Welcome to our new column, #BUZZKILL, where we talk about things we hate about technology. This week, we talk about cable companies.
I’ve moved all over the country because of my job. So every few years, I have had to commit to a cable company and I prefer to choose the best or most popular cable company in town. Unfortunately, the most popular companies are not always the best. In the last fifteen years, I’ve tried Time Warner, Comcast, DirectTV, Brighthouse, Charter, Cox, Verizon, and AT&T. And they have all had terrible packages, calling it a bundle or a combo package of of these: internet, tv, and phone. Most of these big companies will push their packages to you until you get reeled in to a one-year commitment. This video pretty much sums up what I mean by how much hatred I have towards most of these companies:
Nowadays, there are plenty of alternatives to dishing out hundreds of dollars to these cable companies and getting stuck with bundled services. Just pay for good quality internet service, connect all your devices, and have access to everything and anything you want. There are the popular sites such as: Netflix, Amazon, Hulu, Youtube, iTunes, Google Play, Redbox, XBMC, Vudu, Epix, Crackle, CinemaNow, Crunchyroll, Sideflix, and even Blockbuster is online now.
And what I mean by “good quality” internet service is getting decent internet speeds in your household, running at its capacity at all times, with Wi-Fi being automatically part of the service (you’d be surprised how many companies still offer no Wi-Fi capabilities), and having the ability to handle multiple devices that are browsing, streaming, and gaming all at the same time.
But for some of these companies, you’re asking for too much. So they will try to reel you in bundled packages that come with cable, a landline phone, and the lowest internet speeds you can find in the world…just so you can feel better about paying an arm and a leg for their service, a service which may or may not be the ONLY service you can get in your area depending where you live.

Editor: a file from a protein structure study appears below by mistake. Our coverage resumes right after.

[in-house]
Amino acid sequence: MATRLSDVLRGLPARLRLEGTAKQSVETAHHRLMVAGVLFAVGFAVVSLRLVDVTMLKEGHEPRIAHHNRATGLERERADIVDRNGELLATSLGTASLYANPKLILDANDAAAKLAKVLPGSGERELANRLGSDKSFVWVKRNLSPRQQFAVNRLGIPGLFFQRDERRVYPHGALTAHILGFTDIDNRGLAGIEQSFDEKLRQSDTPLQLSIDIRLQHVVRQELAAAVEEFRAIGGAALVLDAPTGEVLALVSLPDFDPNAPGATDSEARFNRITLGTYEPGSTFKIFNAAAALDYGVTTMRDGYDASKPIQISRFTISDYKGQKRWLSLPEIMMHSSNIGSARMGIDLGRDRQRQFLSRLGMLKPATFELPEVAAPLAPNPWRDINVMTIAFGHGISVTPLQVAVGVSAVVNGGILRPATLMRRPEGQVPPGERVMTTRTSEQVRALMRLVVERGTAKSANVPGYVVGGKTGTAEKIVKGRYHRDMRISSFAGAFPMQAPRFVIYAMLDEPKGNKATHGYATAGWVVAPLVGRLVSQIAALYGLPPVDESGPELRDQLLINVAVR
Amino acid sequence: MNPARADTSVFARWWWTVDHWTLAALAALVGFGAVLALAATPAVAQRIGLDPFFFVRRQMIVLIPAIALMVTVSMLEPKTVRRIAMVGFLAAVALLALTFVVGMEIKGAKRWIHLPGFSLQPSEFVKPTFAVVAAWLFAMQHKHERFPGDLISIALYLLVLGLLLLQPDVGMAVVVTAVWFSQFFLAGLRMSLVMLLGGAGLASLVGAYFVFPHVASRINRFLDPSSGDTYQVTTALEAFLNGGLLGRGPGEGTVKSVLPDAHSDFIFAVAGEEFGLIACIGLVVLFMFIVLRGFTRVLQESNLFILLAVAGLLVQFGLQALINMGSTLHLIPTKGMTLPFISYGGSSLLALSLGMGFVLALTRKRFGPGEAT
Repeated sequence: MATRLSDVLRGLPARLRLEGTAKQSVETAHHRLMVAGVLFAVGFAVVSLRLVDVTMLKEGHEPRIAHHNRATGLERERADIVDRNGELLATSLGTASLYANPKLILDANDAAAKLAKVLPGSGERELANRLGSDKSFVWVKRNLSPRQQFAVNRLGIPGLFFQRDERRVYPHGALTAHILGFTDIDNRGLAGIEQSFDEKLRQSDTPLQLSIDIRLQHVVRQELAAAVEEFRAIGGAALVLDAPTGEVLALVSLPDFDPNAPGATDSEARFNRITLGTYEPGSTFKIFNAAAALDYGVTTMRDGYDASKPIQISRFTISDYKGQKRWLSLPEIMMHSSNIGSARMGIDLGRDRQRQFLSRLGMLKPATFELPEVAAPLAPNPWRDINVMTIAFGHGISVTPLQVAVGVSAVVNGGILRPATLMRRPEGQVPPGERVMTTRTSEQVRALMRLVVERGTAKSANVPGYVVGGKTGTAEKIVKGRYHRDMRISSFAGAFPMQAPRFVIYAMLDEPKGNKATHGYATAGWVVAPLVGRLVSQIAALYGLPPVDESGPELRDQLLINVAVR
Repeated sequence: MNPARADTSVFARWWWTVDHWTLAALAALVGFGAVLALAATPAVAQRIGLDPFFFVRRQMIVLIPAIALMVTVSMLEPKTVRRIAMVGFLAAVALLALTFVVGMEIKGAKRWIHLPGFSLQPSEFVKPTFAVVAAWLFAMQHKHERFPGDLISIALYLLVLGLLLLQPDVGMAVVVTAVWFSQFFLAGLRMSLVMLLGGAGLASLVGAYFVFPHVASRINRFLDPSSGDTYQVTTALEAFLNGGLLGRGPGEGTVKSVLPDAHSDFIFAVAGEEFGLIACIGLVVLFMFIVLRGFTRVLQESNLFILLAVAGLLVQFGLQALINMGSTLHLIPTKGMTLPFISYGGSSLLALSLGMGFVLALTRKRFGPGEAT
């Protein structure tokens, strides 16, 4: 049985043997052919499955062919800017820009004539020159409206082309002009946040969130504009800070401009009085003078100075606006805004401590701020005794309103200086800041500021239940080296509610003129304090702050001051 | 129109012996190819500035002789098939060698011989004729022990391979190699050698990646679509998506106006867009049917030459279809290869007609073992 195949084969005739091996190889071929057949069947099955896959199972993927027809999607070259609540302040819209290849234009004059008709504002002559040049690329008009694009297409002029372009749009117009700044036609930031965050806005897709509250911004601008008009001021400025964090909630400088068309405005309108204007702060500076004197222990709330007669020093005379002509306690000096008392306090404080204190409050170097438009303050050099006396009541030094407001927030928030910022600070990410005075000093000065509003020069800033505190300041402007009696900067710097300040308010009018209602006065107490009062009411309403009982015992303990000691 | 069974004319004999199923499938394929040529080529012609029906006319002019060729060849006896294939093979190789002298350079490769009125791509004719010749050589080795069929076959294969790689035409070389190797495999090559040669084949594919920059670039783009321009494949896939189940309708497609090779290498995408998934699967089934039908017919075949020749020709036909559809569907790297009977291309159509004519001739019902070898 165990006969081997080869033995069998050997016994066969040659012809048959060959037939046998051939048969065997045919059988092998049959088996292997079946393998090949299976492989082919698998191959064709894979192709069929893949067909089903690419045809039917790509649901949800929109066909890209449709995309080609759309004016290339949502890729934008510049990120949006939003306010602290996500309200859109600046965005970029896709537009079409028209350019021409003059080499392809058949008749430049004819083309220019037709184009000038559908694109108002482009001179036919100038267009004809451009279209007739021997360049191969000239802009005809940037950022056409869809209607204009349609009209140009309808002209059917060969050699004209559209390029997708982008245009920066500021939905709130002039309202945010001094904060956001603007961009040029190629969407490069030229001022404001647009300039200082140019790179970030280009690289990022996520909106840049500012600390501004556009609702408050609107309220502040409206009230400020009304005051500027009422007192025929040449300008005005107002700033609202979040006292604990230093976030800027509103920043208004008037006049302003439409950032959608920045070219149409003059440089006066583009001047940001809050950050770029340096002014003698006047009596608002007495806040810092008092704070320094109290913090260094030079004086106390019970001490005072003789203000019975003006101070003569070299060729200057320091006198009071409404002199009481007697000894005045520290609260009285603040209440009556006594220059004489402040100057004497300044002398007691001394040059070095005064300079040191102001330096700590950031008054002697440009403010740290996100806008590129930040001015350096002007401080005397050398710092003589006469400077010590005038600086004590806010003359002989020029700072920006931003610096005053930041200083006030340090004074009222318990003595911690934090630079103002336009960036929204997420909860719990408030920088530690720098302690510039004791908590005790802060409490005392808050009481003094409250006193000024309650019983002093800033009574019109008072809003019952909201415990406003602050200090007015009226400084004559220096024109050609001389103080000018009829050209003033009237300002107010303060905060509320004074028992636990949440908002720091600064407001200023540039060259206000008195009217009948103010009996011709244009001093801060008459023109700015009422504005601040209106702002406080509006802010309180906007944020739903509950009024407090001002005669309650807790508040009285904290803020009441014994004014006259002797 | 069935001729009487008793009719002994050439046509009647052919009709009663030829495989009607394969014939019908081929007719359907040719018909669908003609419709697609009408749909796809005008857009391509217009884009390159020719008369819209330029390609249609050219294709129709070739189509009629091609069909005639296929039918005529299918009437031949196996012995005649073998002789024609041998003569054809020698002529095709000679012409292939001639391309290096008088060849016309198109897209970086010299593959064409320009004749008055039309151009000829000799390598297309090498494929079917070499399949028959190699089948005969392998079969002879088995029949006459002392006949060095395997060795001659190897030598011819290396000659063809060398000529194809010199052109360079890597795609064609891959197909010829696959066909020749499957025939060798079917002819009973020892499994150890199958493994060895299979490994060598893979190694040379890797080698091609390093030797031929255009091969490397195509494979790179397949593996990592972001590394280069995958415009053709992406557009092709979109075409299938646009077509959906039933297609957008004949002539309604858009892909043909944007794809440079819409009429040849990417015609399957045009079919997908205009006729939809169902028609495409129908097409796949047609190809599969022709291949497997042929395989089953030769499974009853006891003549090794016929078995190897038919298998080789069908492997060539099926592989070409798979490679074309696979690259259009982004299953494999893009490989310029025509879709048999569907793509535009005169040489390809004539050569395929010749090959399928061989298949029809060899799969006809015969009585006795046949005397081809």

On average, broadband download speeds offered by cable companies currently range anywhere from 1 to 50+ Mbps (megabits per second). I usually choose one of the fastest internet speeds offered in my area, which is currently at 50 Mbps, offered by Charter here in Reno, Nevada.
In the following, Geek Squad shows the capabilities of the varying download speeds.
The FCC government agency website provides an unrealistic “Broadband Speed Guide” for your household. The FCC finds that 4-6 Mbps download speeds are appropriate for households. OKAY, dearest FCC, maybe for my grandmother, who doesn’t care if she waits a million years for that cat video her grandkids made for her birthday…
I mean, they do mention that if there are at least four devices connected to the internet, you’ll need download speeds of “more than 15 Mbps.” No FCC, the standards need to be higher in this day and age. Personally, I believe 50+ Mbps should be the minimum and should be offered at a very affordable price. Verizon FiOS gets partially right, by offering 50+ Mbps speeds, but the price is still high up there, since their service is offered as a bundle.
Now look at all this in comparison to Google Fiber…
If you’re lucky enough to get the best service offered in only select states right now, Google Fiber offers internet/tv packages that hit homerun. We’re looking at 1,000 Mbps, HD channels, and other additional features that are worth every penny. They currently offer three different plans: 1.) $0/month at 5 Mbps, 2.) $70/month at 1,000 Mbps, or 3.) $120/month at 1,000 Mbps with tv and other additional features.
All in all, Google is paving the way for fast internet service in the country. It’s unfortunate that the other cable companies cannot even come to par with these higher standards, but the question is, what can we do about it? For now, we can file our complaints to the FTC (Federal Trade Commission), through your state, and your local government. Voice your opinions, group, and be heard. The time is now.
I’ll close with this disturbingly accurate South Park video on cable companies:
Here’s to better internet service in the future!
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